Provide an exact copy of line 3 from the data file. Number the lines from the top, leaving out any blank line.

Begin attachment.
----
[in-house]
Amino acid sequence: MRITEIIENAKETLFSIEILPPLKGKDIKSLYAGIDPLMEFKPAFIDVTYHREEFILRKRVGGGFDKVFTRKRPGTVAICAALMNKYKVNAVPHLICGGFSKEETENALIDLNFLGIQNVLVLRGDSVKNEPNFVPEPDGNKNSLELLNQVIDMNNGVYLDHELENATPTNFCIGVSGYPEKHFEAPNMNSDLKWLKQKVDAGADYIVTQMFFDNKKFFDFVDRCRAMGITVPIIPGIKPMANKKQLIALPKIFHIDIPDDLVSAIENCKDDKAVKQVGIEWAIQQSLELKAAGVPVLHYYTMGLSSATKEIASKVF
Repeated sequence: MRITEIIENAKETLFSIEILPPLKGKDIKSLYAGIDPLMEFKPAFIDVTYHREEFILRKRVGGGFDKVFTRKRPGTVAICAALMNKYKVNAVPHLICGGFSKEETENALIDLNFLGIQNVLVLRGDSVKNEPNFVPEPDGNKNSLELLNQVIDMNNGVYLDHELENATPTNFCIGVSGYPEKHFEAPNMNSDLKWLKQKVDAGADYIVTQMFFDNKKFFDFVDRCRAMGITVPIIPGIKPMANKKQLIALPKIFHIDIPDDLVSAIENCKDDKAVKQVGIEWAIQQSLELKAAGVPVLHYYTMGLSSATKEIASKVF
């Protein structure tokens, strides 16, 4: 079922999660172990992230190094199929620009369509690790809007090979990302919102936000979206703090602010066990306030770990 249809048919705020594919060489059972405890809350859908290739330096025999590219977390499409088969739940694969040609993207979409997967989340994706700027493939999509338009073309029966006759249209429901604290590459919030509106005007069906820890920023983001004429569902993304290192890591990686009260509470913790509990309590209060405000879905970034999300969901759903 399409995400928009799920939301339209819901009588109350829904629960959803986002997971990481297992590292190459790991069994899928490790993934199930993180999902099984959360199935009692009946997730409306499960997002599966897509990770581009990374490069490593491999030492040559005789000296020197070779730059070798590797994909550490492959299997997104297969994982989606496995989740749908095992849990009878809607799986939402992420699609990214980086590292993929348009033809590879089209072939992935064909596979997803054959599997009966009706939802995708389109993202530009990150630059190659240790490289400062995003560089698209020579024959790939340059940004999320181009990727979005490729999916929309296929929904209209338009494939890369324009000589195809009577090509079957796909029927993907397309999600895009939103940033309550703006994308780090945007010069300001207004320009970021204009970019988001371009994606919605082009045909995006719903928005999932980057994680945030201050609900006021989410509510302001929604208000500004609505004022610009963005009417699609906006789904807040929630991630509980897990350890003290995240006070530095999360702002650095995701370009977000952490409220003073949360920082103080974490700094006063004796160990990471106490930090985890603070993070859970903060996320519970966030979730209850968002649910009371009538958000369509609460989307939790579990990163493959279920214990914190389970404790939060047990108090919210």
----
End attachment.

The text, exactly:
Repeated sequence: MRITEIIENAKETLFSIEILPPLKGKDIKSLYAGIDPLMEFKPAFIDVTYHREEFILRKRVGGGFDKVFTRKRPGTVAICAALMNKYKVNAVPHLICGGFSKEETENALIDLNFLGIQNVLVLRGDSVKNEPNFVPEPDGNKNSLELLNQVIDMNNGVYLDHELENATPTNFCIGVSGYPEKHFEAPNMNSDLKWLKQKVDAGADYIVTQMFFDNKKFFDFVDRCRAMGITVPIIPGIKPMANKKQLIALPKIFHIDIPDDLVSAIENCKDDKAVKQVGIEWAIQQSLELKAAGVPVLHYYTMGLSSATKEIASKVF